Dynamic Mountain Bike Fit
On this page I share knowledge from working with thousands of mountain bike riders over the years. While most riders love the fits they get with the RideLogic system, everyone is different, and your ideal setup might differ. That’s totally cool. Once you find a setup you love, I encourage you to use the RideLogic measurements so you can re-create that awesomeness with your next bike. Please keep reading below.
Mountain biking is currently in an amazing, fun revolution. Bikes are evolving. Trails are evolving. And riding styles are evolving. All for the better. What a great time to be in this sport.
What hasn’t changed (until now) is how we fit bikes to riders. Most people are either using old-fashioned static road/XC fitting techniques, or they’re following industry trends, or they’re guessing.
When your mountain bike fits your body and riding style perfectly, riding is incredibly comfortable and fun. When your bike doesn’t fit you properly, riding is still fun! (Because MTB is rad.) But it’s less comfortable, and you struggle to do the things you want to do.
In my skill work with many thousands of riders, I see that most riders are on bikes that are the wrong size and/or are set up improperly. This bums me out! I know how hard it is to ride a bad setup, and I know how amazing it is to ride a dialed setup.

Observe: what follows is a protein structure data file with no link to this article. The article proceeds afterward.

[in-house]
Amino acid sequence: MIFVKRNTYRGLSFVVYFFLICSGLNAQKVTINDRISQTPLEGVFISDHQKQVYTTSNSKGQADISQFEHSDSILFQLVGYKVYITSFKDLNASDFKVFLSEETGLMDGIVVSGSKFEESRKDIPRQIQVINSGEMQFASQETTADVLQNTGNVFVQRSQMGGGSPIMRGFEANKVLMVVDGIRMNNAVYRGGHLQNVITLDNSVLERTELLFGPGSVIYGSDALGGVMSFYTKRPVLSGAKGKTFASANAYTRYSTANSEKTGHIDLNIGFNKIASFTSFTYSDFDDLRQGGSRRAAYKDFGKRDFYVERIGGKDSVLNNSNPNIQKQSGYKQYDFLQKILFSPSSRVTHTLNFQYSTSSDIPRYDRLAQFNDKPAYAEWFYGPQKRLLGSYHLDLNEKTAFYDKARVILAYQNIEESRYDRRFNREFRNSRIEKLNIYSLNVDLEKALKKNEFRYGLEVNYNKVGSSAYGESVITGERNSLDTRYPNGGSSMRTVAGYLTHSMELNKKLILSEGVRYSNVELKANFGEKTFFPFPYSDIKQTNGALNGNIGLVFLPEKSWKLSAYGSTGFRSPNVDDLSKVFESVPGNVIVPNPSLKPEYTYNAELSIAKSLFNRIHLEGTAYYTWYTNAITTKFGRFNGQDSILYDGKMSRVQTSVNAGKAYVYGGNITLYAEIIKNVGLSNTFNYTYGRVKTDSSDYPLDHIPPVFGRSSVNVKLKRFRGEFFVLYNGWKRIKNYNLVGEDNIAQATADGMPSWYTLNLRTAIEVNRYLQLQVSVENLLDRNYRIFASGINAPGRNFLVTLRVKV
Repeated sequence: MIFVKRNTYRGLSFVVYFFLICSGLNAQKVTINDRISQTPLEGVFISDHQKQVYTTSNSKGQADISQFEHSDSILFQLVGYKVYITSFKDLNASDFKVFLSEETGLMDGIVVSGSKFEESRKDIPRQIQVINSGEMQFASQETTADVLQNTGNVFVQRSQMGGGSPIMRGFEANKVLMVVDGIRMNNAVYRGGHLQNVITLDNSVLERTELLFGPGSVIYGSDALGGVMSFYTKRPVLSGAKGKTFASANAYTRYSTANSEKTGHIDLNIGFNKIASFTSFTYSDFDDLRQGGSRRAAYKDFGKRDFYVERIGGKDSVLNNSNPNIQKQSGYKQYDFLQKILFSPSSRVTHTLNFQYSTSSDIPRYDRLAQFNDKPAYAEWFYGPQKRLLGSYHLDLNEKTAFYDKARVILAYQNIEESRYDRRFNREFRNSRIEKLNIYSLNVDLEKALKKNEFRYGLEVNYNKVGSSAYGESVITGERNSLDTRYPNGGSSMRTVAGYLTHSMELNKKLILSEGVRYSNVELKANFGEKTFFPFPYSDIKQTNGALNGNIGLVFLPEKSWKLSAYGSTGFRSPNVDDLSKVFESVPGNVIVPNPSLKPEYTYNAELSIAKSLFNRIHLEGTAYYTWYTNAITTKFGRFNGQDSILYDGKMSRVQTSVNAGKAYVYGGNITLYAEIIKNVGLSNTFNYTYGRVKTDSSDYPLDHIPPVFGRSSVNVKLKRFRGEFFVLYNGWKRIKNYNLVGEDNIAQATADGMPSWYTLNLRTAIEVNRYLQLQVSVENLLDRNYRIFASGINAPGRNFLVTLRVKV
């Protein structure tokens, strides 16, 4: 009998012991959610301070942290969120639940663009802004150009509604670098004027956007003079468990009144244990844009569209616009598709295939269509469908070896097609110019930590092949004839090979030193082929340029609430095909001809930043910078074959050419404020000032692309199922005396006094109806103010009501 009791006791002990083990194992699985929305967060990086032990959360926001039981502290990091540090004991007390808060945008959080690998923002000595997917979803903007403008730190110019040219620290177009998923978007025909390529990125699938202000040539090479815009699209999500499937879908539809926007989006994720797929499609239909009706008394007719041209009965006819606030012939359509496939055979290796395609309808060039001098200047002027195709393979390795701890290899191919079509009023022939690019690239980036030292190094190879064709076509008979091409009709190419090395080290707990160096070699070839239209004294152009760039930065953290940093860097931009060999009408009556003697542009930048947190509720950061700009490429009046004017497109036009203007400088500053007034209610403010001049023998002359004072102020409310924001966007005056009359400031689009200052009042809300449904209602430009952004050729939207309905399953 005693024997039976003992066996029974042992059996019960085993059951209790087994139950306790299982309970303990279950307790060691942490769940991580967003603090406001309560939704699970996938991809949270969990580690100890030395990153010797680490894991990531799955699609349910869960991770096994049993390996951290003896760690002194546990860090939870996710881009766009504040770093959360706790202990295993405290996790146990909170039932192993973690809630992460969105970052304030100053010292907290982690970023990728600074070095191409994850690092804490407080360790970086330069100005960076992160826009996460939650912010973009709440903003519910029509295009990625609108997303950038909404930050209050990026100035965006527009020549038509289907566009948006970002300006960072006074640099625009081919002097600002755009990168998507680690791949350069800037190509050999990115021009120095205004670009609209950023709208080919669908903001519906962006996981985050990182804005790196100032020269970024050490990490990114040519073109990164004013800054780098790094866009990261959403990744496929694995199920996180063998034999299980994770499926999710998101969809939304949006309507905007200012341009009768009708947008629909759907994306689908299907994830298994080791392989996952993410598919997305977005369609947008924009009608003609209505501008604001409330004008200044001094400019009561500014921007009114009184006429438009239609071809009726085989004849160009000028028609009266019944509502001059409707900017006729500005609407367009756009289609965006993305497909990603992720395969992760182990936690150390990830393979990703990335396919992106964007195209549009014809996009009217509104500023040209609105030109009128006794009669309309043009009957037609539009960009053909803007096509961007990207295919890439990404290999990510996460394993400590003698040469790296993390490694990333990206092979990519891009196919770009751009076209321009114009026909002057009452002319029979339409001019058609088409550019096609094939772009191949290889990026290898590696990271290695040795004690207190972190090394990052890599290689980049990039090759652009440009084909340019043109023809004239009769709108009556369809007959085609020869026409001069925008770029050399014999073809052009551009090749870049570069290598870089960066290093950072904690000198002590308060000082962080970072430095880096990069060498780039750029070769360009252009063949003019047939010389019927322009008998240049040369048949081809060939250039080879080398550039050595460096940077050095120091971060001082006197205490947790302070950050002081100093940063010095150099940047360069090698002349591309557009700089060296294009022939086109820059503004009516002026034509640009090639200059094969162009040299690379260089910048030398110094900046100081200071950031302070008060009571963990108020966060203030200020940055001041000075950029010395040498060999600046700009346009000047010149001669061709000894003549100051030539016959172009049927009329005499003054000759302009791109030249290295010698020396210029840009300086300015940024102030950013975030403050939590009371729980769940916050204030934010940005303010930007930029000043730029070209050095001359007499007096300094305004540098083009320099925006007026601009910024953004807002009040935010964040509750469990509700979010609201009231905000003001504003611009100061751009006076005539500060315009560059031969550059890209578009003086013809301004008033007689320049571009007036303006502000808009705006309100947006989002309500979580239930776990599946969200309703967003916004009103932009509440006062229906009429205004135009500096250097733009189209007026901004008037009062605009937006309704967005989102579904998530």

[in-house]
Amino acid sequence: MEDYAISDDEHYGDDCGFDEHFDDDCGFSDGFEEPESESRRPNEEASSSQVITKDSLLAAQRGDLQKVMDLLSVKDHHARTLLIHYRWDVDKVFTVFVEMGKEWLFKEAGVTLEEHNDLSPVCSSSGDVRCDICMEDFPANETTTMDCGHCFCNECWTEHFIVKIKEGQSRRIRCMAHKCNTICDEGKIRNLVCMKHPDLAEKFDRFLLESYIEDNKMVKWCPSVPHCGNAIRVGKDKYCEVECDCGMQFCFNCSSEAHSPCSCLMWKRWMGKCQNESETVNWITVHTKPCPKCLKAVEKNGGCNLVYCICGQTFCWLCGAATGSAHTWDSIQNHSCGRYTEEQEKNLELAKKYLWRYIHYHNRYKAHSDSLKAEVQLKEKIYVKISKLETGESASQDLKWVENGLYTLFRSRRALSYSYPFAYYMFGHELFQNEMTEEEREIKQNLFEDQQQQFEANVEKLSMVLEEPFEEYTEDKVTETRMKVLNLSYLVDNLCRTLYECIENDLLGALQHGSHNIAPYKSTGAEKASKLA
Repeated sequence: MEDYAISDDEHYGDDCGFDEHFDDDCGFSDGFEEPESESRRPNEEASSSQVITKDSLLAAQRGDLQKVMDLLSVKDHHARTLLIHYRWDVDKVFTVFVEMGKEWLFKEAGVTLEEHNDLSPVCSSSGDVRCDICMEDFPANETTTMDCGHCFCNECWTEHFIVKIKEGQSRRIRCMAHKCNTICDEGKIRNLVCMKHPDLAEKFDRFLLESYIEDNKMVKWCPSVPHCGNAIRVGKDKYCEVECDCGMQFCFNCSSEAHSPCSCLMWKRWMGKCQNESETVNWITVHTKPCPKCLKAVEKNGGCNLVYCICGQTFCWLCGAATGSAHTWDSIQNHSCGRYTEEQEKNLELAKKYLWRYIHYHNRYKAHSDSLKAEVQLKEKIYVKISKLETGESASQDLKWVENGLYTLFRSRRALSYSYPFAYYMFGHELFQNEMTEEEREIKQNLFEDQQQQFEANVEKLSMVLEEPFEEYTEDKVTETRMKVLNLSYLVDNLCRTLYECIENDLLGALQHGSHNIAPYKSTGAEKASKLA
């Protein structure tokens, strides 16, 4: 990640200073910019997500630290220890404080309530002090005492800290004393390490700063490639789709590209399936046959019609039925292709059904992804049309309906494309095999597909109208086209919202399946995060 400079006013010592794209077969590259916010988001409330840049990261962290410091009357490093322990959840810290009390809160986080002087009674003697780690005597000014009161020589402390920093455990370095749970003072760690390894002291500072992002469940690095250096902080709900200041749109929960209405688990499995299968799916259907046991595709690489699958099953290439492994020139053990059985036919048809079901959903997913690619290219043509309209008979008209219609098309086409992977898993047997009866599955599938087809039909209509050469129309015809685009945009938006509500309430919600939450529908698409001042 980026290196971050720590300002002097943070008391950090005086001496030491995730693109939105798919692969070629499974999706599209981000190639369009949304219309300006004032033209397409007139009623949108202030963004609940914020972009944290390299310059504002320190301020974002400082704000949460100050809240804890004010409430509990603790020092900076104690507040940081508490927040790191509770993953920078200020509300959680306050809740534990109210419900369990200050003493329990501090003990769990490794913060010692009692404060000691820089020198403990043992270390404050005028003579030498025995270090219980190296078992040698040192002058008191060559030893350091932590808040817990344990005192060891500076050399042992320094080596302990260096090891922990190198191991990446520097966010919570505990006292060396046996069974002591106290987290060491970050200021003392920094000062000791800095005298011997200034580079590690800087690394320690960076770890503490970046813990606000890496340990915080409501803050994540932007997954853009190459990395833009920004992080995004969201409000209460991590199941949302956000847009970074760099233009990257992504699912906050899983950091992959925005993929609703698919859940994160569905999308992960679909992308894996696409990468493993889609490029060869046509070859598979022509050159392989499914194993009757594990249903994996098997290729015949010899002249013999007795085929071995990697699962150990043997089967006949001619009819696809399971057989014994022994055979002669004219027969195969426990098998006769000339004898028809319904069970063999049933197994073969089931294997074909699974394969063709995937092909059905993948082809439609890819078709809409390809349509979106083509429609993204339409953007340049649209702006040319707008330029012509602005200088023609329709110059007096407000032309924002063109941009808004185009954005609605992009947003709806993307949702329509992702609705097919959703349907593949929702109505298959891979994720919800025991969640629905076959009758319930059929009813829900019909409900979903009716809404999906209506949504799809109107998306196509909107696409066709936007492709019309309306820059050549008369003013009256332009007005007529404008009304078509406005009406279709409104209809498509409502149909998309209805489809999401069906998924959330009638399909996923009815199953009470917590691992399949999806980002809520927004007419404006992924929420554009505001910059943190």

So I’m doing what I can to help.
Static sitting fit vs. dynamic standing fit
In a traditional bike fit, you sit on a trainer in a studio and they make measurements. There might be lasers and computers! But the fundamental logic is as old as bikes: How to best position you for seated pedaling. They set your seat position relative to the pedals, then they position the bars relative to the seat. The goal is a neutral, comfortable-enough position for making power in the saddle.
If seated pedaling is what’s most important to you, this is the way to go.
A RideLogic dynamic MTB fit focuses on out-of-the saddle handing. We position your bars relative to your feet. This is critical for technical/expressive riding. Independently, we position the saddle relative to your feet. The saddle-to-bar relationship is incidental.
If out-of-the-saddle handling is important to you, this is the way to go. We’re talking about manualing, hopping, pumping, dropping, jumping, cornering, descending and all-around shredding. If you just want to feel safer, this is also your best bet.
Here’s why so many people are on ill-fitting bikes
A few things are happening out there. Which of these apply to you?
Most of us just don’t know any better. The majority of riders aren’t in touch with their bodies or their bikes, and they simply don’t know how their bike setup is affecting them. No value judgement here, just an observation.
Bike fits are done in the saddle, but most of the fun happens out of the saddle. The traditional bike-fit philosophy is out of line with how people ride mountain bikes.
Seat tubes have gotten steeper. The industry has done a wonderful job convincing us steeper seat tubes are better for pedaling (and they are on very steep seated climbs), but the real reason seat tubes got steeper is packaging. In order to fit big wheels, long travel suspension and short chain stays, bike designers steepened the seat tubes to make room. This makes the seated cockpit shorter, which led to this change: